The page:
HTTP Status Codes You Should Know About As a Web Developer

HTTP (Hypertext Transfer Protocol) status codes are a crucial part of web development. They indicate the status of a request and response between a client and a server. In this article, we’ll take a look at what HTTP status codes are, how they are used, and the most common codes you’ll encounter in web development.

What are HTTP Status Codes?

HTTP status codes are 3-digit numbers that are sent by the server in response to a client’s request. They provide information about the status of the request, such as whether it was successful, if there was an error, or if the requested resource has been moved.

Each HTTP status code has a specific meaning, and different actions are taken depending on the code received. For example, a 200 OK status code indicates a successful request, while a 404 Not Found status code indicates that the requested resource could not be found.

HTTP status codes are grouped into five classes, based on the first digit of the code:

  • 1xx (Informational): The server is processing the request, but there is no final response yet.
  • 2xx (Successful): The request was successful, and the server has sent the requested resource.
  • 3xx (Redirection): The client needs to take further action to complete the request, such as following a redirect.
  • 4xx (Client Error): The client made an error in the request, such as providing an incorrect URL.
  • 5xx (Server Error): The server encountered an error processing the request.

Common HTTP Status Codes

Here are some of the most common HTTP status codes you’ll encounter in web development:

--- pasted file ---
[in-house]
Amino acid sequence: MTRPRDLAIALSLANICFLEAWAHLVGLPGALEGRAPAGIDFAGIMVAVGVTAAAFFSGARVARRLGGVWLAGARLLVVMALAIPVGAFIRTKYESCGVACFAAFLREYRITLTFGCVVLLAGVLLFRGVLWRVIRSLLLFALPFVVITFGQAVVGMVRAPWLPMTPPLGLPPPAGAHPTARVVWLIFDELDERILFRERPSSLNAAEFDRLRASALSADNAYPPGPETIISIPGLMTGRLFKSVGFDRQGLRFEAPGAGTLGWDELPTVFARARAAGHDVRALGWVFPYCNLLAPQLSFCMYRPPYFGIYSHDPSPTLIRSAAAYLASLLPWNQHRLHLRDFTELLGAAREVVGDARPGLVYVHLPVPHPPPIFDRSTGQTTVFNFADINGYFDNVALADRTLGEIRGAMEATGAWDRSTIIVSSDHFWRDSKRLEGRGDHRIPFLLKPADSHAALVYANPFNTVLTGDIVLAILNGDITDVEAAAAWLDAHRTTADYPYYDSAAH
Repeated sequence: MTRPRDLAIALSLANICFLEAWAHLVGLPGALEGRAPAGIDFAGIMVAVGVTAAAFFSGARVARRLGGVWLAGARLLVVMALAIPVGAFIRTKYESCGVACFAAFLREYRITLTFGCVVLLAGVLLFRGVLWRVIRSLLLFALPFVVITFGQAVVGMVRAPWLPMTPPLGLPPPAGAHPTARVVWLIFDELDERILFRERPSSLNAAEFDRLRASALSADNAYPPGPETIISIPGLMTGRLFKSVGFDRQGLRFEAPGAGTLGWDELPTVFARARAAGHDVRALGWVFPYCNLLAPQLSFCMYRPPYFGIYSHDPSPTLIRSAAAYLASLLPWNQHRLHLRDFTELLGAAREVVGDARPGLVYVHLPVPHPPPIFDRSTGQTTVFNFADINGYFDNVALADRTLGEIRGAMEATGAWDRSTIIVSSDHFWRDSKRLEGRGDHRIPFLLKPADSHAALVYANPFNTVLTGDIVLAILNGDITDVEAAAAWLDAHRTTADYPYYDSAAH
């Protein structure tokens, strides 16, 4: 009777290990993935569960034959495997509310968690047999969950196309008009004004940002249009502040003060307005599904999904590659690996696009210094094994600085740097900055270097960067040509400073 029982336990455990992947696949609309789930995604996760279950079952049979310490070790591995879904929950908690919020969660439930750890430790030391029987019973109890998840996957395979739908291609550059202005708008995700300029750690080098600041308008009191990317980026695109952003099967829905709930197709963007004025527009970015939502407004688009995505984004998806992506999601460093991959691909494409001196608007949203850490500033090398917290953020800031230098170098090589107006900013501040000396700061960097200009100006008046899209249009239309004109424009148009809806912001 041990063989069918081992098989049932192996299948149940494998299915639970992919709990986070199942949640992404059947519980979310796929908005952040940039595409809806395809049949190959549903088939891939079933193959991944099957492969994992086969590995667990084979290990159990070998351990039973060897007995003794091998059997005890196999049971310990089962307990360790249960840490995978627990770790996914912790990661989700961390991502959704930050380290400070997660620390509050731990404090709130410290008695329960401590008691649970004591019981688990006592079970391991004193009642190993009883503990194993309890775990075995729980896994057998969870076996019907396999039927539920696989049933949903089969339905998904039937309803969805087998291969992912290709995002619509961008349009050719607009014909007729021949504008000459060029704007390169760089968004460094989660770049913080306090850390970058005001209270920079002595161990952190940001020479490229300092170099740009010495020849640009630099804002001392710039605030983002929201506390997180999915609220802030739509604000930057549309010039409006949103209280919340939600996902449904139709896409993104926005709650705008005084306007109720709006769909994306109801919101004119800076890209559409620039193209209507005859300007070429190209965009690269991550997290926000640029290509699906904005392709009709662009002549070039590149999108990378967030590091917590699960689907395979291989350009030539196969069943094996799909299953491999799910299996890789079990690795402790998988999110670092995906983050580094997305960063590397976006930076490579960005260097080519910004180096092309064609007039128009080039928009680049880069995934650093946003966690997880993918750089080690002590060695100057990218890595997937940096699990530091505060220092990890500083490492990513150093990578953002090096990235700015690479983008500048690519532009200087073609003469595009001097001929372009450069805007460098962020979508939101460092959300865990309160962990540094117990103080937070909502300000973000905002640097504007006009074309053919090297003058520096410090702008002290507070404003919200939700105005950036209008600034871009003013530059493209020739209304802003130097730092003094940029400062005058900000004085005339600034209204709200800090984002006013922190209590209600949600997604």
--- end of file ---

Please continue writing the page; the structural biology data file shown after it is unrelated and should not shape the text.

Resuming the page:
• 200 OK: The request was successful, and the server has sent the requested resource.
  • 201 Created: The request was successful, and a new resource has been created as a result.
  • 204 No Content: The request was successful, but there is no representation to return.
  • 400 Bad Request: The request was malformed or invalid.
  • 401 Unauthorized: The request requires user authentication.
  • 403 Forbidden: The server understands the request, but it refuses to authorize it.
  • 404 Not Found: The requested resource could not be found.
  • 500 Internal Server Error: The server encountered an error while processing the request.

How to Use HTTP Status Codes

HTTP status codes are used in both client and server-side code. On the server-side, they are used to indicate the status of a request and determine the appropriate action to take. On the client-side, they are used to handle responses from the server and determine the next step in the process.

For example, when a client makes a GET request to retrieve a resource, the server will respond with a status code. If the status code is 200 OK, the client knows that the request was successful, and it can proceed to use the returned resource. If the status code is 404 Not Found, the client knows that the requested resource could not be found, and it can take appropriate action, such as displaying an error message.

Conclusion

HTTP status codes play an important role in web development, providing information about the status of a request and determining the appropriate action to take. Understanding the most common codes and how to use them can help you create better, more effective web applications.

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